Brief Encounters: The Masseurs and a Woman (1938)


A few minutes into Hiroshi Shimizu’s 1938 film The Masseurs and a Woman, the titular characters cross paths for the first time, in rather less than auspicious circumstances: while walking along a mountain road with fellow masseur Fuku (Shin’ichi Himori) — both of them blind, a tradition in Japan — a man named Toku (Shin Tokudaiji) stumbles on a rock and falls to the ground just as a horse-drawn carriage rounds the corner. Fortunately, he manages to get to his feet in time to move out of its way, and when he resumes his conversation with Fuku, he doesn’t even comment on his narrow escape. Something much more agreeable has captured his attention. “There was a nice woman aboard,” he says. “A lady from Tokyo. She had the scent of Tokyo.” Meanwhile, the driver of the carriage tells his passengers, including the woman in question (Mieko Takamine), about the two masseurs, whom he describes as “famous in these parts” due to their fondness for overtaking sighted people on the road during their annual visits: “Like swallows, they come north every spring, then return to the spas in the south every winter.”

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Life’s Tragedy: The Only Son (1936)

Otsune Ryosuke

The opening credits of Yasujirô Ozu’s 1936 film The Only Son end with a line that seems to promise high melodrama: “Life’s tragedy begins with the bond between parent and child.” Although the story that follows has its melodramatic moments, Ozu — in this, his first movie with sound (save for the previous year’s documentary short Kagamijishi) — seems equally interested in more mundane, universal sorrows.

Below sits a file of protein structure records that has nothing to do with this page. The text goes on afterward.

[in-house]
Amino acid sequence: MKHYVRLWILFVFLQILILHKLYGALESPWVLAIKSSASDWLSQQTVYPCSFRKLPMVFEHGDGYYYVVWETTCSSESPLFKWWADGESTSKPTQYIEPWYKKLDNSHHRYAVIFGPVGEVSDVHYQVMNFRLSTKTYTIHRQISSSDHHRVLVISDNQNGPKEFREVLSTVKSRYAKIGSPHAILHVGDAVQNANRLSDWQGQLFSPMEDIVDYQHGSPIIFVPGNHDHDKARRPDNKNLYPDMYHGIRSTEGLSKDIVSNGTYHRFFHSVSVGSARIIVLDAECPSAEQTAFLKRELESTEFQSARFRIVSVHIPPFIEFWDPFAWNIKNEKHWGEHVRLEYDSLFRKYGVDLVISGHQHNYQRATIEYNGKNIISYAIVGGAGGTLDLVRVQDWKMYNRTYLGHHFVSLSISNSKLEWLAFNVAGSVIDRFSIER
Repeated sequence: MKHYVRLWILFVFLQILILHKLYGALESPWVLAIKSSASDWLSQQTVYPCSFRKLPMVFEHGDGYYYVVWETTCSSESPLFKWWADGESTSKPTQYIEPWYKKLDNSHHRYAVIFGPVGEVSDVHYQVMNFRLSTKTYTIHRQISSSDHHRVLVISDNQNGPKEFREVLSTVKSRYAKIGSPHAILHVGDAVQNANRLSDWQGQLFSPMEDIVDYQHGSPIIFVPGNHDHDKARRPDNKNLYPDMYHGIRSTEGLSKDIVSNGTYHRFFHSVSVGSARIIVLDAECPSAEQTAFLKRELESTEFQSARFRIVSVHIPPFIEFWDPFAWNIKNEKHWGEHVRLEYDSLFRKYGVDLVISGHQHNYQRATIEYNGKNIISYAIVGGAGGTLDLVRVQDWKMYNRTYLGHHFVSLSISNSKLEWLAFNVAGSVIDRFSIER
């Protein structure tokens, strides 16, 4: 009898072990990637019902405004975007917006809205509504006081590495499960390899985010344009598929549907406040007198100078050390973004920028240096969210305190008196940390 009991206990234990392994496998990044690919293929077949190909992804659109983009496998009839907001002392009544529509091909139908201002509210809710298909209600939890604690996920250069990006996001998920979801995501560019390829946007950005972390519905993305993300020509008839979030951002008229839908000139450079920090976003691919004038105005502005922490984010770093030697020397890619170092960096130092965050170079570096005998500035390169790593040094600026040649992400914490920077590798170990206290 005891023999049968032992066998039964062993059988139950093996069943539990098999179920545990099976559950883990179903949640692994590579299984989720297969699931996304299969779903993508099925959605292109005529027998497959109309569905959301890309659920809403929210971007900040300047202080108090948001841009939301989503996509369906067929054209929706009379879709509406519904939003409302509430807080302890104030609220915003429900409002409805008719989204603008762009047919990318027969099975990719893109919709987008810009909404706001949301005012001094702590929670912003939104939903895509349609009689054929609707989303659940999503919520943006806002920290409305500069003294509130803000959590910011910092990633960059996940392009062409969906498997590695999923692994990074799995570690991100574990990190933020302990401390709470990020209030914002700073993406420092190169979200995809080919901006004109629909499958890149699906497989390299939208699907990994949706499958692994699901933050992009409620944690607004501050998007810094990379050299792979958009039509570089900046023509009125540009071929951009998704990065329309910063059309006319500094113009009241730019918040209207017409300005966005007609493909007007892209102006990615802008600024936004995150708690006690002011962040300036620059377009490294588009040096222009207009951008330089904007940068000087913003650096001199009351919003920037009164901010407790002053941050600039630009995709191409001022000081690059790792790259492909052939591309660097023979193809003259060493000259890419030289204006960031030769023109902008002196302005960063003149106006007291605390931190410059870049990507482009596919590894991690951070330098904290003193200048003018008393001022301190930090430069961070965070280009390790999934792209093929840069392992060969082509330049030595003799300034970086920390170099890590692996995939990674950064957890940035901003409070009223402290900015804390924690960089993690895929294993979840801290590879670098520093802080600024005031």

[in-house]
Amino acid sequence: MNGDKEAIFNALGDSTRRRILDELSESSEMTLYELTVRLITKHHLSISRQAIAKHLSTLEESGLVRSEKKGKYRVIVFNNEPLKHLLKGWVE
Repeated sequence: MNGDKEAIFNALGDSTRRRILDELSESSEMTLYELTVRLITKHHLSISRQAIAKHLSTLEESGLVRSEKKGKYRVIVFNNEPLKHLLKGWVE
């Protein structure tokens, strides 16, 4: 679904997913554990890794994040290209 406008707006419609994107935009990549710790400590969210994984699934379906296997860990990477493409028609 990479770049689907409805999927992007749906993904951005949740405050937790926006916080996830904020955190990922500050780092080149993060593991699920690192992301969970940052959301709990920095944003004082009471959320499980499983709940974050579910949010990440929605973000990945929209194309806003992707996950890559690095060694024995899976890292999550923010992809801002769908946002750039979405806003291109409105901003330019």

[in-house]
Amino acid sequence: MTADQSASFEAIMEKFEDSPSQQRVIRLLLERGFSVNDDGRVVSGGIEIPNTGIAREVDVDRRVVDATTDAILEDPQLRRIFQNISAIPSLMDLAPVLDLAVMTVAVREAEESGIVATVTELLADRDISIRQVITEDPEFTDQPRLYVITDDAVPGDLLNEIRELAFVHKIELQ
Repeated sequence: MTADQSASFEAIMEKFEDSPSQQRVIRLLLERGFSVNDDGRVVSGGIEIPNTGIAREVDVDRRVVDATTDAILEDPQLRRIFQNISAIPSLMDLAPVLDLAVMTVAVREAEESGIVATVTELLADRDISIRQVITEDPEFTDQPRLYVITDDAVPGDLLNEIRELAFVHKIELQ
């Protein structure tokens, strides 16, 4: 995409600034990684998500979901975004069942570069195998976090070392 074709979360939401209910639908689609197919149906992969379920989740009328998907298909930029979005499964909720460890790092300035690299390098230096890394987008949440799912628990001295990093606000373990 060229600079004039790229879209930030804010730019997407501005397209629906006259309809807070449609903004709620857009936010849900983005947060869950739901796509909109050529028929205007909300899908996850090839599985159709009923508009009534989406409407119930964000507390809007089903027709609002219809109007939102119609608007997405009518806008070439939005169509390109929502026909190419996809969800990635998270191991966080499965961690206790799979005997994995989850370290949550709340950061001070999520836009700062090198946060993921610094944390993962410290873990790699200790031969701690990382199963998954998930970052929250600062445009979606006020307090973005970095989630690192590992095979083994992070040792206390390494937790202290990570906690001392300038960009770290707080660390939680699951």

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Misfortune Teaches Us the Truth: Ikiru (1952)


Kanji Watanabe (Takashi Shimura) is an unlikely hero. A perpetually hunched over, unremarkable man in late middle age, he’s spent the past thirty years working in civil service and is now the section chief of the Department of Public Affairs. His job — which appears to consist of little more than stamping documents and directing citizens to other departments so that he doesn’t have to deal with their concerns — is one of meaningless busyness, accomplishing nothing of significance to himself or to anyone else. “He might as well be a corpse,” says the rather contemptuous narrator of Akira Kurosawa’s 1952 film Ikiru. In fact, before introducing Watanabe himself, the narrator introduces something more interesting: an x-ray of his stomach. Although he doesn’t know it yet, he has cancer, and in all likelihood he’ll be dead within a year.

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